6. Do you feel threatened or uneasy in large crowds or big cities?
Sometimes I enjoy going into San Francisco, and other times I just can’t wait to get out. But no matter how I’m feeling while I’m there, I always notice a distinct sense of calmness descending upon me as I leave the City. It’s as if I’m passing through an invisible energy boundary as I cross the Golden Gate Bridge.
7. Do you have “emotional radar” that picks up on what others are feeling?
Do you know what people are feeling before they tell you? Do you ever walk into a room and sense that there has been an argument?
8. Do you pick up physical symptoms from other people?
Have you ever been feeling great and then run into a friend who had a headache and suddenly noticed a headache coming on? I once massaged a friend’s knee after she tweaked it during a yoga class. When I was done, she felt great, but I could hardly walk!
9. Does reading or hearing about bad news have a dramatic impact on your mood?
Once upon a time I was a news and information junkie. Knowing what was happening in the world was important. As my sensitivity awakened, however, I began to recognize that the news is almost exclusively low-vibration information and had a dramatic and usually negative impact on me. A few years ago I did a week long news fast to see if it would make a difference. It did! Soon after that, I stopped watching, listening to or reading the news on a regular basis. And while I still don’t watch or listen to the news, I am now able to read the paper or gather snippets of news from the Internet without noticing a dramatic effect on my mood.
10. If you see a bad car accident does it affect you for the entire day?
Most people have a reaction when seeing an accident but for some highly sensitive people the effect can be dramatic and long lasting.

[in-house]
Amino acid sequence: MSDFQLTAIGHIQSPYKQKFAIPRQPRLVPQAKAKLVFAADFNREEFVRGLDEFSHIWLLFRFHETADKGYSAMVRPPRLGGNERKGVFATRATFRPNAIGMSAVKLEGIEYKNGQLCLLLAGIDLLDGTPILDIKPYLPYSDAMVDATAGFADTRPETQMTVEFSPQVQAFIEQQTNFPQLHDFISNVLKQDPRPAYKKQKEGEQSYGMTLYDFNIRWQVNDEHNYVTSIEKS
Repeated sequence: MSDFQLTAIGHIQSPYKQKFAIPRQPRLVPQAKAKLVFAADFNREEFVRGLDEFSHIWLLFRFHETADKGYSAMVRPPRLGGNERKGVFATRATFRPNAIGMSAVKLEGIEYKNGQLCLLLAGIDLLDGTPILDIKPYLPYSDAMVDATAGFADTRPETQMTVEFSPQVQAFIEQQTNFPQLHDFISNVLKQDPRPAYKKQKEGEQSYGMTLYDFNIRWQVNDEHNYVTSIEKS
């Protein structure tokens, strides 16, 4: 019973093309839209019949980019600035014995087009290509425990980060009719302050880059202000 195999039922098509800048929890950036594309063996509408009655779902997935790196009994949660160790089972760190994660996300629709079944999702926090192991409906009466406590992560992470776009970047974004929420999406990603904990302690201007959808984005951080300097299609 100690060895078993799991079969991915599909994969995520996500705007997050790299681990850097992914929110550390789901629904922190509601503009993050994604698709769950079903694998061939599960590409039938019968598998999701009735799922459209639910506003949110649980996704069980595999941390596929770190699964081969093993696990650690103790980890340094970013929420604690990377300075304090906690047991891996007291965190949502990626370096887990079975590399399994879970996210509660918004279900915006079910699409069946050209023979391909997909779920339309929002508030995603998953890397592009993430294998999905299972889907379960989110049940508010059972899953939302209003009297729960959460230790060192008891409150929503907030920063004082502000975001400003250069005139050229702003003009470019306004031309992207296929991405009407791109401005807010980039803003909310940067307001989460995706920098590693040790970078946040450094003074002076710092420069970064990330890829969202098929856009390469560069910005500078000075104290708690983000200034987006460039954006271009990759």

11. Have you been diagnosed with SAD (Seasonal Affective Disorder) and/or do you experience a noticeable drop in your energy and mood during the winter?
12. Have you ever had a transcendent or mystical experience?
Highly sensitive people are naturally more open to experiences of bliss, ecstasy and spiritual awakening.
13. Do you have a strong reaction when you drink caffeine or when you attempt to stop?
Everything we put into our bodies has both a physical and energetic effect. For most people the physical effects of caffeine are not that dramatic. But sensitive people also feel the energetic effects of that caffeine and the combination can be quite powerful.
14. Do you have food sensitivities or allergies?
Most of us are putting stuff into our bodies that was never meant to go there. This is fine for people who are not highly sensitive (not really!) but if you are highly sensitive your body may tell you, in no uncertain terms, what you can and cannot put into it.
15. Do you have allergies or asthma?
As with food allergies, environmental allergies can indicate that you are reacting to allergens on both a physical and energetic level.
16. Are you a “lightweight?”
A friend of mine used to say that I could “get drunk from sniffing the bottlecap!” And she wasn’t that far off. My karate buddies nicknamed me Ed “No Mas” Mills because of my tendency to get a little rambunctious after a couple of beers. If one glass of wine puts you under the table you might be highly sensitive.
17. Are you sensitive to over-the-counter, prescribed or illegal drugs?
Can you take half the recommended dosage of a drug and experience a noticeable effect? Have you had an overwhelming experience when experimenting with other drugs?
18. If you have ever had surgery, did it take longer to recover from the effects of the anesthesia than from the surgery itself?